My daughter Ariel and I recently returned from a week’s vacation in St. Augustine, Florida. Every morning, we walked the dew-drenched boardwalk to the beach to hunt for seashells and sea creatures that washed ashore during the night. We spent the afternoons lounging by the pool and soaking up the Florida sunshine. In between, we explored the shops, art galleries, and museums of our nation’s oldest city. At the end of the day, we either ventured out to find some local seafood fare or collaborated in our condo’s small kitchen to cook the fresh Mahi-Mahi and salad greens we bought at the Farmer’s Market in Anastasisa State Park. In one week, we spent more actual time together than we had in years. The experience was priceless.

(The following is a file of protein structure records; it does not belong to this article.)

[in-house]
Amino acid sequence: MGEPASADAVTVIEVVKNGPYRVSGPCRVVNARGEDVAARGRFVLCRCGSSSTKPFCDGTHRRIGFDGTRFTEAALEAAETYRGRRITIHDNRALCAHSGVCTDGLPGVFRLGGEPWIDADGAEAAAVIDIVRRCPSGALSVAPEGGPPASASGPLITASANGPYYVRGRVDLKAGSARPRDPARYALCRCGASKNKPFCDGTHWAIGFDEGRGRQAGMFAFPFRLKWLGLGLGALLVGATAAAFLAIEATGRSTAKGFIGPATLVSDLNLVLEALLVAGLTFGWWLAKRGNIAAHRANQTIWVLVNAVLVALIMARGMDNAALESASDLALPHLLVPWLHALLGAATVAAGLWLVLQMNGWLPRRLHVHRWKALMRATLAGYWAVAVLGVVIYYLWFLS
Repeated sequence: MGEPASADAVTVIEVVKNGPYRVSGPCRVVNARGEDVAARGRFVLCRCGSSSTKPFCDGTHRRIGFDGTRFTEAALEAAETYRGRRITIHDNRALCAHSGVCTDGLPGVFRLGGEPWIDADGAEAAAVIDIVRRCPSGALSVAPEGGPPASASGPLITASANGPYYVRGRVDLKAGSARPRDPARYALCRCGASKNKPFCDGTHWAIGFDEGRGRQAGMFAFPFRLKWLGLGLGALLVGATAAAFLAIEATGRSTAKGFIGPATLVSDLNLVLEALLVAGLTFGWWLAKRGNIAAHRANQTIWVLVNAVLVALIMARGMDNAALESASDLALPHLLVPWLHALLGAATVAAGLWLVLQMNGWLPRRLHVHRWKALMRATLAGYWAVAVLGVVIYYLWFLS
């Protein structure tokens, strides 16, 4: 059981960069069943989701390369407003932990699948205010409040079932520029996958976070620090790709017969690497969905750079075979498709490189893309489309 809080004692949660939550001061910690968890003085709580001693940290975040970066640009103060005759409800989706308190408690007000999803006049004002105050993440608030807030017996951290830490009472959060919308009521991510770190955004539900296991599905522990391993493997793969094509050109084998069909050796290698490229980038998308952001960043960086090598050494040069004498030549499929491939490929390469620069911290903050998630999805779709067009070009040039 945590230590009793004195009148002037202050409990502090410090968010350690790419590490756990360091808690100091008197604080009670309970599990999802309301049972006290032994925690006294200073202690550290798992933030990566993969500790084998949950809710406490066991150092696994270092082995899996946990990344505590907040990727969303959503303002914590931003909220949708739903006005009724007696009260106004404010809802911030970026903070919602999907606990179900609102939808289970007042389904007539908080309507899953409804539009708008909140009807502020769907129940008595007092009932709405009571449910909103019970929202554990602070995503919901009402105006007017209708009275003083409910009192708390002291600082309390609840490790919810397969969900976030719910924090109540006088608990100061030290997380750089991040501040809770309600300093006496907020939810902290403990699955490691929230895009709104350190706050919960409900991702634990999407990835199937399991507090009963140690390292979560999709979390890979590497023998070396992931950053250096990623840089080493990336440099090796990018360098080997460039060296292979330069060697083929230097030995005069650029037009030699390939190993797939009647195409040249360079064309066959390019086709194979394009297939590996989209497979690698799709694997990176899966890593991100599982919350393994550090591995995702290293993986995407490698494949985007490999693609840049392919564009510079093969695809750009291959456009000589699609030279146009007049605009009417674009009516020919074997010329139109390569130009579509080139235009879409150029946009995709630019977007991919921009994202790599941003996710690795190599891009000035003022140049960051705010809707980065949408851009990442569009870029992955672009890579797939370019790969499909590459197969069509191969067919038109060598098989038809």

Home now for a week, I keep feeling like something essential is missing from my day. Even though I am back among my familiar surroundings, I feel surprisingly displaced. At first I thought that I missed Florida, the beautiful beaches, the sun, the jellyfish floating in the foamy surf, but then I realized that what I really missed was the person I had been while on vacation. In Florida, I certainly felt freer and more relaxed. Other than the few hours before catching our plane, I worried less and enjoyed more. There had to be a way, I thought, to capture whatever magic I had experienced on vacation and bring it back into my “regular” life. I wondered, is it possible to live every day as if it were vacation?